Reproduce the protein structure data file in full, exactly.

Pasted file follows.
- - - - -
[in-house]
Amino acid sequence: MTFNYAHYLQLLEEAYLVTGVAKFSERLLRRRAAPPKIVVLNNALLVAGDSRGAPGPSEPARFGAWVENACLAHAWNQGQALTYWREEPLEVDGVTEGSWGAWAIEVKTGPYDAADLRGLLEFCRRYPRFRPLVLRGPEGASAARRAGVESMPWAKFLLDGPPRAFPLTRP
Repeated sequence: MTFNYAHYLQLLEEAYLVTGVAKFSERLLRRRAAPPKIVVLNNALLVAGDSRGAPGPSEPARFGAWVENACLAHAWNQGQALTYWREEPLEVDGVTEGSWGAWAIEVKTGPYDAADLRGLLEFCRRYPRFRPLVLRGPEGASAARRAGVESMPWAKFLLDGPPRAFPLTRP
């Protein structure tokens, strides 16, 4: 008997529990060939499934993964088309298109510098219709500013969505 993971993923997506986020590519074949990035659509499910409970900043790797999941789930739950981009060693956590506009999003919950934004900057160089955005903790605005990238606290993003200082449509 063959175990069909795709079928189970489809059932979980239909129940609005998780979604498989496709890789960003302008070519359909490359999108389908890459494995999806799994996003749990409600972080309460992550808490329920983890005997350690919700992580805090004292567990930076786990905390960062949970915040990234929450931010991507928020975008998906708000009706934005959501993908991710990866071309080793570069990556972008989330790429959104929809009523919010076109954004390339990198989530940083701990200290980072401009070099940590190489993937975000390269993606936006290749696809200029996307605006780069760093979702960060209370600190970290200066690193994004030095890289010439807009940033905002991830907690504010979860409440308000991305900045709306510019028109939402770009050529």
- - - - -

[in-house]
Amino acid sequence: MTFNYAHYLQLLEEAYLVTGVAKFSERLLRRRAAPPKIVVLNNALLVAGDSRGAPGPSEPARFGAWVENACLAHAWNQGQALTYWREEPLEVDGVTEGSWGAWAIEVKTGPYDAADLRGLLEFCRRYPRFRPLVLRGPEGASAARRAGVESMPWAKFLLDGPPRAFPLTRP
Repeated sequence: MTFNYAHYLQLLEEAYLVTGVAKFSERLLRRRAAPPKIVVLNNALLVAGDSRGAPGPSEPARFGAWVENACLAHAWNQGQALTYWREEPLEVDGVTEGSWGAWAIEVKTGPYDAADLRGLLEFCRRYPRFRPLVLRGPEGASAARRAGVESMPWAKFLLDGPPRAFPLTRP
């Protein structure tokens, strides 16, 4: 008997529990060939499934993964088309298109510098219709500013969505 993971993923997506986020590519074949990035659509499910409970900043790797999941789930739950981009060693956590506009999003919950934004900057160089955005903790605005990238606290993003200082449509 063959175990069909795709079928189970489809059932979980239909129940609005998780979604498989496709890789960003302008070519359909490359999108389908890459494995999806799994996003749990409600972080309460992550808490329920983890005997350690919700992580805090004292567990930076786990905390960062949970915040990234929450931010991507928020975008998906708000009706934005959501993908991710990866071309080793570069990556972008989330790429959104929809009523919010076109954004390339990198989530940083701990200290980072401009070099940590190489993937975000390269993606936006290749696809200029996307605006780069760093979702960060209370600190970290200066690193994004030095890289010439807009940033905002991830907690504010979860409440308000991305900045709306510019028109939402770009050529």